Home > Collections > Architecture > Architecture

Gate of Supreme Harmony (Taihe men)

< 1 2 3 4 5 6 >

The Gate of Supreme Harmony (Taihe men) is the grand formal entrance to the Forbidden City's Outer Court (wai chao). Built during the Yongle reign (1403-1424) of the Ming dynasty (1368-1644), it was first named Gate of Venerating Heaven (Fengtian men). The Jiajing Emperor (r. 1522-1566) renamed it Gate of Imperial Supremacy (Huangji men). Its current name was assigned in 1645 after the Qing regime moved its capital to Beijing and began its rule over China. The gate you now see was rebuilt in 1889 after it was destroyed by fire the year before. 

Three sets of stairs lead up to the 3.4 meter high white marble terrace. In front of the Gate of Supreme Harmony are symbols of legitimacy to rule: four bronze ding tripods, a miniature stone pavilion and a stone case that stand for the documents and seals of imperial authority. Completing the assemblage is the largest pair of cast-bronze lions in the palace which aimed to inspire awe and respect.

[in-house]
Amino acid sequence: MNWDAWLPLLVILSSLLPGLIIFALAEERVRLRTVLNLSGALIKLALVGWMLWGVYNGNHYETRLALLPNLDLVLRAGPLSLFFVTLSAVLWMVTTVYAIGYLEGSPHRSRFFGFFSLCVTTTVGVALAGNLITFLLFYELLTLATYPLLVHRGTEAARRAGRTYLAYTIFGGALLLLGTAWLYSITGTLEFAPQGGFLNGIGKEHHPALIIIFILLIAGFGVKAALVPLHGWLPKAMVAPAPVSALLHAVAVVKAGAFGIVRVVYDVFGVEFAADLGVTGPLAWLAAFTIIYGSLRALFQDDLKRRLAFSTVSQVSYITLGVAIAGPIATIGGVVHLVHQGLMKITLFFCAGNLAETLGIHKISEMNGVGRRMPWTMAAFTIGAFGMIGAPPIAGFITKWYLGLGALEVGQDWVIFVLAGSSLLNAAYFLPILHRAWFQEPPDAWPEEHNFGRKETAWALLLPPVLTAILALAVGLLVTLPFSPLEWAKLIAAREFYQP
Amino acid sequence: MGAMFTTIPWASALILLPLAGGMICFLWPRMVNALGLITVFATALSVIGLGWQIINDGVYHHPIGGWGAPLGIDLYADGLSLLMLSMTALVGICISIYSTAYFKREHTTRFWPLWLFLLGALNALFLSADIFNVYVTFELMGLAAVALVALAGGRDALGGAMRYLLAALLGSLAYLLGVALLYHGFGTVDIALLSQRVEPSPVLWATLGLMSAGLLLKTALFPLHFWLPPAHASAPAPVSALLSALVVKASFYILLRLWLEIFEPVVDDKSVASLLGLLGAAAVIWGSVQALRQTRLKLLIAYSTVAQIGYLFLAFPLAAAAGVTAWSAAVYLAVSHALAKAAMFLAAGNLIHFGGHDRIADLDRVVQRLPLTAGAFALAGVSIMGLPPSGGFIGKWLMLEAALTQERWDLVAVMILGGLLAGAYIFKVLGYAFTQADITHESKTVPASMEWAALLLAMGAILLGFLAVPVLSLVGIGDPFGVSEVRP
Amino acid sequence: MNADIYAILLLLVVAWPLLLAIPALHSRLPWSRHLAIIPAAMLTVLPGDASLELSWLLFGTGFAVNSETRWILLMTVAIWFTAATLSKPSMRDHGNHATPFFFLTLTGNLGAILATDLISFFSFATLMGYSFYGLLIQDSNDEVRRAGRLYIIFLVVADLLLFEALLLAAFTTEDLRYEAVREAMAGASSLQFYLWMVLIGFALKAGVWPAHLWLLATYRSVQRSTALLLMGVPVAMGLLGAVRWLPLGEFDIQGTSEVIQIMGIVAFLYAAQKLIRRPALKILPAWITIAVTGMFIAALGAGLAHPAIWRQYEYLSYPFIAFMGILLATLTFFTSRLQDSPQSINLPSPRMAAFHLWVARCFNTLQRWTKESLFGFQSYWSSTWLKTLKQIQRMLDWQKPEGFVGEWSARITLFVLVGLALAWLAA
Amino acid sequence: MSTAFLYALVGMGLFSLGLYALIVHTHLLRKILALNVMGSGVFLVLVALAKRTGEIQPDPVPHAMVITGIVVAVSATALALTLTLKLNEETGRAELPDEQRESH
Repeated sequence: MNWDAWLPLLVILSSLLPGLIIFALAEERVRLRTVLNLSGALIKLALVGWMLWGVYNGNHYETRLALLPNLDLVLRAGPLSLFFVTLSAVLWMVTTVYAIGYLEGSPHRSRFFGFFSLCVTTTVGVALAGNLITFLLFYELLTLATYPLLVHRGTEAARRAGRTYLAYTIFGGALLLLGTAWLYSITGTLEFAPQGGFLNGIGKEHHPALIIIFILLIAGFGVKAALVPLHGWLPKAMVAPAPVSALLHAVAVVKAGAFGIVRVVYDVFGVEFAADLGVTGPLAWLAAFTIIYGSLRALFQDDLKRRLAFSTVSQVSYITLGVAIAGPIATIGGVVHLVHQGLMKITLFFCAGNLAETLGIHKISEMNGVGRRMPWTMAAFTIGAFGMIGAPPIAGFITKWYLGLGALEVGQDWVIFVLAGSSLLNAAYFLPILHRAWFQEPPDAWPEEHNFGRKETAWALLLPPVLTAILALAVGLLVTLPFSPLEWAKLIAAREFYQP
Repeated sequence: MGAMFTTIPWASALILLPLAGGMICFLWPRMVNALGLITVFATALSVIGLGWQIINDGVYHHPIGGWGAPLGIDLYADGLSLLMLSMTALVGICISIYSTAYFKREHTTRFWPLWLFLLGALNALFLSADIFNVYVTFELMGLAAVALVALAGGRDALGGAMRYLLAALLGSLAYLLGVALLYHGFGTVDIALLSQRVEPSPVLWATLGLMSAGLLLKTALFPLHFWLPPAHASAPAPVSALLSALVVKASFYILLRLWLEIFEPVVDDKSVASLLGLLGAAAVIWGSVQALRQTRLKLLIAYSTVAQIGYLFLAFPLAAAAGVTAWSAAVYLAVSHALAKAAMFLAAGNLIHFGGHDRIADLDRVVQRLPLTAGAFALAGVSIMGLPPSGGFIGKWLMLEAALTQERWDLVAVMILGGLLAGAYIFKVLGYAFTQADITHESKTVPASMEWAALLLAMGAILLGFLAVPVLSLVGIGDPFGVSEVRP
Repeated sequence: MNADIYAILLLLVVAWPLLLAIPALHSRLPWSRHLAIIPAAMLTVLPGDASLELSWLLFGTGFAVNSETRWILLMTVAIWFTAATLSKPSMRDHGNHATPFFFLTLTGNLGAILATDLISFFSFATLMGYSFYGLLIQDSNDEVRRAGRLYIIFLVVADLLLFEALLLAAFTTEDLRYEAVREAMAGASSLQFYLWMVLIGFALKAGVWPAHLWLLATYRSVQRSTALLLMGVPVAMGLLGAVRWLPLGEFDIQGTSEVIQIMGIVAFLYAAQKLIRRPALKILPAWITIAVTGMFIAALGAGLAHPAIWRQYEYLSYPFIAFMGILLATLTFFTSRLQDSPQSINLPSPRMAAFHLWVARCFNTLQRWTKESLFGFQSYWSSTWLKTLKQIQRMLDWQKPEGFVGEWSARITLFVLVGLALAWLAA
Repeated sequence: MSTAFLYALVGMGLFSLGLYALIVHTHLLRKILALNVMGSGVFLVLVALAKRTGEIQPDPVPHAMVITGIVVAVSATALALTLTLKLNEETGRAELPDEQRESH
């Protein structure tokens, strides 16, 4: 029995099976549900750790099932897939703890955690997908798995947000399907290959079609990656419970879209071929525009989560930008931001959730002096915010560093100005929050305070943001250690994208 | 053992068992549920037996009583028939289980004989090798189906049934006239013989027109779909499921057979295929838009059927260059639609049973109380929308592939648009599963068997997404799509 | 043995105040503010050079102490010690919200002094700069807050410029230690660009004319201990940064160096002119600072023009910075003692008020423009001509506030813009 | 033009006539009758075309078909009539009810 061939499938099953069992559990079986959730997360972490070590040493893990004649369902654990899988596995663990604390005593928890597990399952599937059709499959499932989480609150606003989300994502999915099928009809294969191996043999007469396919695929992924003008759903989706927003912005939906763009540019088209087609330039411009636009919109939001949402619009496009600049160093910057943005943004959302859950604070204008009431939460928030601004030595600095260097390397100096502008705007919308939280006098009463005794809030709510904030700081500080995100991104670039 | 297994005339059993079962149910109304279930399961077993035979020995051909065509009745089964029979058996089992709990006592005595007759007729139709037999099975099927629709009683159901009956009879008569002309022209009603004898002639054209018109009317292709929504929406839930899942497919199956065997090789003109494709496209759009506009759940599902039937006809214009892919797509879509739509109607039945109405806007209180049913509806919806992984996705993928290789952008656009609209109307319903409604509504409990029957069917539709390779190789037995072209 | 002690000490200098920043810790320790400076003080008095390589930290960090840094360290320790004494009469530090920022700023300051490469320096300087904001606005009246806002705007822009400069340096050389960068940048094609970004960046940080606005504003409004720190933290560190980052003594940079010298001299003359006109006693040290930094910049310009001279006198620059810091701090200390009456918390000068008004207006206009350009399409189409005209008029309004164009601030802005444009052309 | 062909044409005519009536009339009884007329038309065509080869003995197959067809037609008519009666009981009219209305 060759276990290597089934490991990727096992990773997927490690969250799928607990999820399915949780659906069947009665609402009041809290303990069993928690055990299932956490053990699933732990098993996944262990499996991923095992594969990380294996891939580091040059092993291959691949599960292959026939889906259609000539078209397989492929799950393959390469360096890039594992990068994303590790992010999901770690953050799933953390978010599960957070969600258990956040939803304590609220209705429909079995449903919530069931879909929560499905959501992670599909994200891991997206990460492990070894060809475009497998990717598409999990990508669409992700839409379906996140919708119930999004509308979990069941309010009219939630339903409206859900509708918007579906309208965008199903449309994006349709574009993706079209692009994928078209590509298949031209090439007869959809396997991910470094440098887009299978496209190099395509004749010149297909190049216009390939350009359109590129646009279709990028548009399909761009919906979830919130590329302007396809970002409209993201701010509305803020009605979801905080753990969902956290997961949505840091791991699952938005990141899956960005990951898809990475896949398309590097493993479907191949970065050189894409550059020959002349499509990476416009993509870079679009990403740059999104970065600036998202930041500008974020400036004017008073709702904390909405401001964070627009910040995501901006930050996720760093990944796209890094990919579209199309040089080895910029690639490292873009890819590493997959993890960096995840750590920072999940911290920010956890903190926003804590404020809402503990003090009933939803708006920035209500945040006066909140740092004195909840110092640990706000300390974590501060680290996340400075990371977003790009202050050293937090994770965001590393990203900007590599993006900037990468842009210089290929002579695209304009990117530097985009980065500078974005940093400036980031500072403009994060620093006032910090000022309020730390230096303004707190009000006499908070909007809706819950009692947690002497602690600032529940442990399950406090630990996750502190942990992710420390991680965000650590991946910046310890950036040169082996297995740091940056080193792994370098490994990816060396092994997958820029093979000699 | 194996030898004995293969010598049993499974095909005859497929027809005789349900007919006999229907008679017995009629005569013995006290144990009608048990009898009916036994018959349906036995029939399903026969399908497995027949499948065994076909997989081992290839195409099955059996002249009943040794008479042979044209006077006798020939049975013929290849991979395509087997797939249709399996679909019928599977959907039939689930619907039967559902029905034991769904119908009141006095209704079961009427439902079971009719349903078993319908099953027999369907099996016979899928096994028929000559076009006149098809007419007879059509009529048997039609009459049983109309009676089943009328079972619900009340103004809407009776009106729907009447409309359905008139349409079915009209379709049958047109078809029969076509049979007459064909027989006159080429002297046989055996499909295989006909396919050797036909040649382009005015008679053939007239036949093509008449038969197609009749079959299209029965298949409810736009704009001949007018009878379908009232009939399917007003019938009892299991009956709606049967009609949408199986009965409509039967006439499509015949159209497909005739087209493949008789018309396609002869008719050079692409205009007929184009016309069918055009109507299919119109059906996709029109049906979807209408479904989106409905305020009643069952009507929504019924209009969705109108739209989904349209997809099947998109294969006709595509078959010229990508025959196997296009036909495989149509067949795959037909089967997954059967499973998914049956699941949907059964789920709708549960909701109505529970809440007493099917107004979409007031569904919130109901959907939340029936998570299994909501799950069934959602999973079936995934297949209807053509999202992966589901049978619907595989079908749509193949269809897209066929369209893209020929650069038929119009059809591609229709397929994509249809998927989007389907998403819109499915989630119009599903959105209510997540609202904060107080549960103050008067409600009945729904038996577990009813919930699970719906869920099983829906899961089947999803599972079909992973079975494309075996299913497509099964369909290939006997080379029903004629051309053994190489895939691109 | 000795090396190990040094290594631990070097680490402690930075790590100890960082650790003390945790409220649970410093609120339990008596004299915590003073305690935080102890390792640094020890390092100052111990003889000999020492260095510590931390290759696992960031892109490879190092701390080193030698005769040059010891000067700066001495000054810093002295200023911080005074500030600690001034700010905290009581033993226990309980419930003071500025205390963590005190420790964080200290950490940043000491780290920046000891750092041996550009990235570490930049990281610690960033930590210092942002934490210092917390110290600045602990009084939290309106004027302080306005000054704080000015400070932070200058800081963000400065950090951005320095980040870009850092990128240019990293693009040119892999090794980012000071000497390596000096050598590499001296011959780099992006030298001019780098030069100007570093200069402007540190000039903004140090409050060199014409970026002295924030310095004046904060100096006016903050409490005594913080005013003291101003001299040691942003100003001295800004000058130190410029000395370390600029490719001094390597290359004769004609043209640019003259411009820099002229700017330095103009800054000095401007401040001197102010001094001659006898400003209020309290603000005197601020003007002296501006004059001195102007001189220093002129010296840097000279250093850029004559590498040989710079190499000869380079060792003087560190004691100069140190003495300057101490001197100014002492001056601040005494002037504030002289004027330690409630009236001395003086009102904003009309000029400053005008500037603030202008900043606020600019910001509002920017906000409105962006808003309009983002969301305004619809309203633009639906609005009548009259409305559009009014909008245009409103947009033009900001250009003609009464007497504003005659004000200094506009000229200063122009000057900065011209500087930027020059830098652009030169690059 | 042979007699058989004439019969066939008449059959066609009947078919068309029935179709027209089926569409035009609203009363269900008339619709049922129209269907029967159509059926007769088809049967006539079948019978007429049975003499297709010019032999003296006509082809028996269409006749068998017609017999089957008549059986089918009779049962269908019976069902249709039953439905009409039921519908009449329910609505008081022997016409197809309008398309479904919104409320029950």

During the Ming dynasty, emperors held morning audience here and accepted memoranda from officials. The Hongxi (r.1425-1425), Xuande (r. 1426-1435), and Zhengtong (r. 1436-1449) Emperors of the Ming dynasty were enthroned here. In 1644 following the Manchu conquest, it was at this gate that the Shunzhi Emperor (r. 1644-1661) ascended the throne and issued the proclamation of Qing dynasty rule over the country.

Temporary Closure

Recommended Tours

About the
Palace Museum